|May 25, 1998—Mohr/Falk—Leipzig|
|First TECAB using Heartport/cardioplegia with daVinci|
|June 26, 1998—Loulmet and Carpentier—Paris|
|Early TECABs using Heartport/cardioplegia with daVinci|
|September 15, 1998—Reichenspurner/Damiano/Mack—Munich|
|First TECAB using Heartport/cardioplegia with Zeus|
|September 12, 1999—USA—Wolf/Michler—Ohio State|
|First ITA harvest in the USA with daVinci|
|September 18, 1999—Boyd—London, Ontario|
|First beating heart TECAB with Zeus|
|December 9, 1999—United States—Damiano—Hershey|
|First beating heart TECAB in USA with Zeus|
|March 27, 2000—Cichon, Kappert and Gulielmos—Dresden|
|First beating heart TECAB with daVinci|
TECAB, totally endoscopic coronary bypass; ITA, internal thoracic artery.
Recently, Bonatti et al. reviewed seventy-four publications, published between 1996 and 2019, that encompassed 11,135 minimally invasive and/or robotic coronary bypass operations (65). Of these operations, 10.7% were a video-assisted minimally invasive direct coronary bypass (MIDCAB) with 15.8% having an either a robot-assisted MIDCAB or a TECAB (15.5%). The operative mortality for these patients was 1.3% with a stroke rate of 1.0%. The mean operative time for a robotic TECAB was 5.3±0.8 hours. Only 27% were multi-vessel revascularizations and the series had an average of 1.2 grafts per operation. Additionally, there was a 10.3% conversion rate to a sternotomy. In reality, the hospital length of stay for this group was no less that most comparative sternotomy operations.
The predictive future of this surgical modality, no doubt will require new anastomotic device innovations as well as the ingenuity of young cardiac surgeons and engineers.
Balkhy, one of the major proponents of robot-assisted TECAB, has perhaps given us a glimpse of what is possible. His recent publications provide evidence that this operation is feasible being safe, efficacious, and with long-term graft patency. Recently, he reported 570 patients who underwent a robotic TECAB operation (66). His results were excellent with an overall operative mortality of 0.6%. He compared two robotic anastomotic techniques—one cohort had a mechanically stapled anastomosis, using the Cardica C-Port™ Flex-A™ device and in the other group they were done by a “sewn” technique. To render the target site relatively immobile, the Intuitive Coronary Artery Stabilizer was used in all operations. There was no difference in operative complications or anastomotic patency between groups (98% vs. 95%, respectively), but anastomotic times were much longer using the “sewn” technique. This was a glimpse of what is possible, but this guiding light faded when both the robotic coronary stabilizer and anastomotic stapler were withdrawn from commercial sales. As Dr. Balkhy said in his publication, “Until now no other technology has provided enough support for a TECAB operation.” He also stated emphatically, “Finally, for this to happen there needs to be a rapprochement with industry and a mutual commitment to research and development in the field of robotic cardiac surgical instrumentation, especially as it relates to TECAB” and summarized by writing, “Robotic TECAB is in a now or never moment”.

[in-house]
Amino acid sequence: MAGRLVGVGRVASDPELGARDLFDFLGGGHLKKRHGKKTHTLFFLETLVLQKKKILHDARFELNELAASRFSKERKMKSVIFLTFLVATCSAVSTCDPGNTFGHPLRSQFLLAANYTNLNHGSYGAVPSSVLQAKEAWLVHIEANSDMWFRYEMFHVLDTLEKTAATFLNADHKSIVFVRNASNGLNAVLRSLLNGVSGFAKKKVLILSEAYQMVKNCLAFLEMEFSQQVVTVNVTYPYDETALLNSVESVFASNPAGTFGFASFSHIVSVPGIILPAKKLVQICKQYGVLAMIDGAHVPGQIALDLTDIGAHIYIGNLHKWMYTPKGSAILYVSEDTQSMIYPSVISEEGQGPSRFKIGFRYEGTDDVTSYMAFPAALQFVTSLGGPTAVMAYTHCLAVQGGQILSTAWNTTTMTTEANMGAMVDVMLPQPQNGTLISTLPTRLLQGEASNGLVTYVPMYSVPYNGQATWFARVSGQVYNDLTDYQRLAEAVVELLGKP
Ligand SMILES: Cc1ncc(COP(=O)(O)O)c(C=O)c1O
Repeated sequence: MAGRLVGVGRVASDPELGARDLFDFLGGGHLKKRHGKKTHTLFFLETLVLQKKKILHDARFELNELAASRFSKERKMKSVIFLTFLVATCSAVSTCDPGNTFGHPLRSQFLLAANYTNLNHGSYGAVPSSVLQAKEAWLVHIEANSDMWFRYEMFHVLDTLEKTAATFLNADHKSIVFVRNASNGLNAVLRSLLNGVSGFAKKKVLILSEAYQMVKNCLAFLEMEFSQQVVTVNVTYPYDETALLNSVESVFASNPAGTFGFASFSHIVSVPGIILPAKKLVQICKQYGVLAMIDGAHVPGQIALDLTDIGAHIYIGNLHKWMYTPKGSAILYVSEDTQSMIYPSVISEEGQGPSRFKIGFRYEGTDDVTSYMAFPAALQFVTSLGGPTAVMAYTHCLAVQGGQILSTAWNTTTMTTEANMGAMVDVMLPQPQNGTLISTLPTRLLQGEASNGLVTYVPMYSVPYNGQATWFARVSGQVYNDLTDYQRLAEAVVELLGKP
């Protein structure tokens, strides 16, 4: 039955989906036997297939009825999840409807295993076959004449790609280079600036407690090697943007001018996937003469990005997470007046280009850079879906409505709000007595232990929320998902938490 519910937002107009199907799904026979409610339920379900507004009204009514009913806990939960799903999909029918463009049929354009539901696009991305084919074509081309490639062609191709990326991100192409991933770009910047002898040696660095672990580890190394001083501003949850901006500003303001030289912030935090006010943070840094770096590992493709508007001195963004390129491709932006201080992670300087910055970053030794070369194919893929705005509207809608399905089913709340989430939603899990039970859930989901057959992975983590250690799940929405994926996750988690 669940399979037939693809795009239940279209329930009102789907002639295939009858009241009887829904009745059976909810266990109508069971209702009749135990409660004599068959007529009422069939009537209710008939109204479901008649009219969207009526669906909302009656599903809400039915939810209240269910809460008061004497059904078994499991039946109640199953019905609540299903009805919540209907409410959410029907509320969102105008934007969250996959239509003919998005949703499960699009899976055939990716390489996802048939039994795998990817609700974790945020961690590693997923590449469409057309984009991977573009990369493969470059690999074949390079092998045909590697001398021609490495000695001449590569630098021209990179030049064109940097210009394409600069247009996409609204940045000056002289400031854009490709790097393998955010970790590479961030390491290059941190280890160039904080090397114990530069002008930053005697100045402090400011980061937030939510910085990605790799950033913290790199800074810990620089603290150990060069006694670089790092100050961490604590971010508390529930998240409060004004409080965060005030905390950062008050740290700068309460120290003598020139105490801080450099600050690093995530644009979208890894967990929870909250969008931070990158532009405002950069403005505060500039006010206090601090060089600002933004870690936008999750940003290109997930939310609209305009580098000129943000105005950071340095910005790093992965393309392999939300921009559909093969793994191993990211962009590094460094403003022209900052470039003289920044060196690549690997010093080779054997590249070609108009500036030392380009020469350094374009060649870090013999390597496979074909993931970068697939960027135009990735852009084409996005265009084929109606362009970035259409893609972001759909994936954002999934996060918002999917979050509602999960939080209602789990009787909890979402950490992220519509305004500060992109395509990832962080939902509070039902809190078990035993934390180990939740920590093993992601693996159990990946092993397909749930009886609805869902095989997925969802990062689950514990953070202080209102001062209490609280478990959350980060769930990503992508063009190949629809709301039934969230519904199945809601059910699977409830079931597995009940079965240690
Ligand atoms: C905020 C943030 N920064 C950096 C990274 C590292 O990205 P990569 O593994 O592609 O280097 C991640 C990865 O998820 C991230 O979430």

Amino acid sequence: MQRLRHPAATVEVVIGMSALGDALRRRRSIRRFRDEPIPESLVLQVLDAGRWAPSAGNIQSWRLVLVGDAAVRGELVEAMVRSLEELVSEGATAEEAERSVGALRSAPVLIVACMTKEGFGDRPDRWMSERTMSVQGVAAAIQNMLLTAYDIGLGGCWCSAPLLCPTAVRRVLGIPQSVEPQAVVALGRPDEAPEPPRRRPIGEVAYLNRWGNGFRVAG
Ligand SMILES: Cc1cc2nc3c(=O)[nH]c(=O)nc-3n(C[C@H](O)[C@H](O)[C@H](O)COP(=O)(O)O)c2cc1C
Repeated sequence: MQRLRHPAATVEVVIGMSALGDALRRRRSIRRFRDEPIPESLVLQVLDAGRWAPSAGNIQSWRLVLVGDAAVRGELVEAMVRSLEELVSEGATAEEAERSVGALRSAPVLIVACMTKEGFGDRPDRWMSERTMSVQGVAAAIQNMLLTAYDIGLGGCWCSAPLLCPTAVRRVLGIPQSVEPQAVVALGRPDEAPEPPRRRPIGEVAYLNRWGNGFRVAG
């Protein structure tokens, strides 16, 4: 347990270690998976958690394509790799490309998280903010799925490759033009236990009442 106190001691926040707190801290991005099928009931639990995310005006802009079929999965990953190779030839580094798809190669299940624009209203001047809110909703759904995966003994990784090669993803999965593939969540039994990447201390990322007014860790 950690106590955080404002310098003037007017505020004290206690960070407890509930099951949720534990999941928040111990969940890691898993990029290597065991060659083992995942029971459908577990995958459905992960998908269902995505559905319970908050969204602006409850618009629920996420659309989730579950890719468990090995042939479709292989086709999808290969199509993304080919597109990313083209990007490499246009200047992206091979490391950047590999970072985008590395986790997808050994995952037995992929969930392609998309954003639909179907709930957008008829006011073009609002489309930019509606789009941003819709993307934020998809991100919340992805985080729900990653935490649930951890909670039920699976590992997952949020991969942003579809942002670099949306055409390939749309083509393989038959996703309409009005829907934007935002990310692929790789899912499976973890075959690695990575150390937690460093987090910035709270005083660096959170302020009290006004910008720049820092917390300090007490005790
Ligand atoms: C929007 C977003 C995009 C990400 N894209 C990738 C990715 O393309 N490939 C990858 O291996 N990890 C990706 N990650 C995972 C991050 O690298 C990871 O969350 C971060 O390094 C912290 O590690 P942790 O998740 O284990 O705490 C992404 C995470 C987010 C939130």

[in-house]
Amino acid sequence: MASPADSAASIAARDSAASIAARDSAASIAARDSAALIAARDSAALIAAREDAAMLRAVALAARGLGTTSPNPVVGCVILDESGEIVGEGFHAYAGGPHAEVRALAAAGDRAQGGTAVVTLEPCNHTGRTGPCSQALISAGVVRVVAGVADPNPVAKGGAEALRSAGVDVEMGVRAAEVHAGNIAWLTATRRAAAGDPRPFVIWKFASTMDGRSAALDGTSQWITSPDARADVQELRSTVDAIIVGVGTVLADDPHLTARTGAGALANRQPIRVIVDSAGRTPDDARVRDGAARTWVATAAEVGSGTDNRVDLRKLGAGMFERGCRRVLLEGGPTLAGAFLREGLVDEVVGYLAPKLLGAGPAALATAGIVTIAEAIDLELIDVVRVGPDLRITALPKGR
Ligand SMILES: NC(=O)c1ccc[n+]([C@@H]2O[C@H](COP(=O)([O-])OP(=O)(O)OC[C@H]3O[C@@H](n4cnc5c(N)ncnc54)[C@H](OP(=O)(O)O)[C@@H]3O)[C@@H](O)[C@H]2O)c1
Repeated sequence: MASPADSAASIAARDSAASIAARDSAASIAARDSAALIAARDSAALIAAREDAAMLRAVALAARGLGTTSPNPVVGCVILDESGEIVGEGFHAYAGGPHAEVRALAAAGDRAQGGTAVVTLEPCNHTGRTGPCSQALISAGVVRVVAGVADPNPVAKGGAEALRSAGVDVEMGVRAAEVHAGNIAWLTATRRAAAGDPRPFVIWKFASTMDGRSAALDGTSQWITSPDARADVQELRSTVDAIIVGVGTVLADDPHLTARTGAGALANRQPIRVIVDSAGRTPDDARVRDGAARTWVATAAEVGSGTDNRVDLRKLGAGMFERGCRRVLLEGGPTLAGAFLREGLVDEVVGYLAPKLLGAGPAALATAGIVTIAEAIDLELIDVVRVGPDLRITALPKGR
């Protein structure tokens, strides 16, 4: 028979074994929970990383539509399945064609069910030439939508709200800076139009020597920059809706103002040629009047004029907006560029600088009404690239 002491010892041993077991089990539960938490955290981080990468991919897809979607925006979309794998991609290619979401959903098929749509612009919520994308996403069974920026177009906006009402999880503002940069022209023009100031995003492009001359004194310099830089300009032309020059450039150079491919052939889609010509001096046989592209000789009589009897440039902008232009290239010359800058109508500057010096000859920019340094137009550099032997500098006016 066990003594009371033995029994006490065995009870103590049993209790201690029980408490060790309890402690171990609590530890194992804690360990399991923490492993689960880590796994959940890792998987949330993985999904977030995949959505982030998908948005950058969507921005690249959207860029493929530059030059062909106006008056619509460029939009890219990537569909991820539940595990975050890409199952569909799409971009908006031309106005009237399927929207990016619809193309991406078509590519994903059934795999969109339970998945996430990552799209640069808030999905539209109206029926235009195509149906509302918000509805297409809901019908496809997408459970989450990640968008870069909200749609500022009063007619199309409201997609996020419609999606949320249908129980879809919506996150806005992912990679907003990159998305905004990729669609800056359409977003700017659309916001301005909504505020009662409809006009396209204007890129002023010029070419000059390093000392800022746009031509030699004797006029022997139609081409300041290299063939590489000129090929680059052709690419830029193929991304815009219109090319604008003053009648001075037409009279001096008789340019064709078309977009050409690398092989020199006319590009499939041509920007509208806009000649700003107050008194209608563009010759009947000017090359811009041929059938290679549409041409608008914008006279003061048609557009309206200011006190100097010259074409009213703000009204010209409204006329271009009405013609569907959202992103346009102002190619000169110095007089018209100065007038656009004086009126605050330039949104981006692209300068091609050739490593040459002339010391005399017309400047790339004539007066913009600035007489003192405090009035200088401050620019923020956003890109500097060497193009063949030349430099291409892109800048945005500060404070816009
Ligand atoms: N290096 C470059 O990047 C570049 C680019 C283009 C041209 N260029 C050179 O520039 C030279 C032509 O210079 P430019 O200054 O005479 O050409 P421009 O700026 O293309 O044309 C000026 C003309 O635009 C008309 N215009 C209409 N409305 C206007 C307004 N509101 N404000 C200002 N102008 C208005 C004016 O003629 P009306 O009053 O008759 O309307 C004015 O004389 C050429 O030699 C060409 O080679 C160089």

Robot-assisted mitral valve surgery: adoption and expansion
Table 2 lists the early chronological advances in robot-assisted mitral valve repair.
|May 7, 1998—Carpentier/Loulmet—Paris|
|First totally computer-assisted mitral repair using daVinci|
|May 23, 1998—Mohr/Falk—Leipzig|
|Totally computer-assisted mitral repairs (n=5) using daVinci|
|First totally endoscopic (ports only) robotic mitral repair using daVinci|
|May 2000—Grossi—New York|
|First mitral leaflet repair in North America—Zeus|
|May 20, 2000—Chitwood/Nifong/Elbeery—ECU|
|First complete mitral repair (with annuloplasty) in North America—daVinci|
At first adoption of robotic mitral valve surgery in the United States was very slow, even after the first successful FDA clinical trials, and was almost non-existent in Europe. As mentioned, in 1998 Carpentier (Paris) and Mohr (Leipzig) performed the first robot-assisted mitral valve repairs. Later, both the New York University surgeons and our group performed the first of these operations in the United States. Had these early operations failed, cardiac surgical robotics may never have developed.
To illustrate the skepticism of those times, the following excerpts are from an editorial-based dialog between the author and Dr. Francis Robicsek. In 2003 he wrote, “To justify the introduction of this complex and certainly most expensive technology … So far, I have found none. … What can cardiac robotics offer that other simpler and less expensive techniques cannot?” (67). Then, I rejoined, “Well, Dr. Robicsek, we meet again! It is interesting to me that you—one who has been such an innovator and so progressive in cardiac surgery—now are so skeptical of robotic cardiac surgery. Sir, give robotic surgery a chance to develop and time will prove either the value or folly.” (68). Four years later in his Time told! editorial, he wrote: “Today, cardiac surgeons, with the exception of a few “forever” enthusiasts such as Chitwood, seem to be less interested in robotic technology than they were 5 years ago.” (69).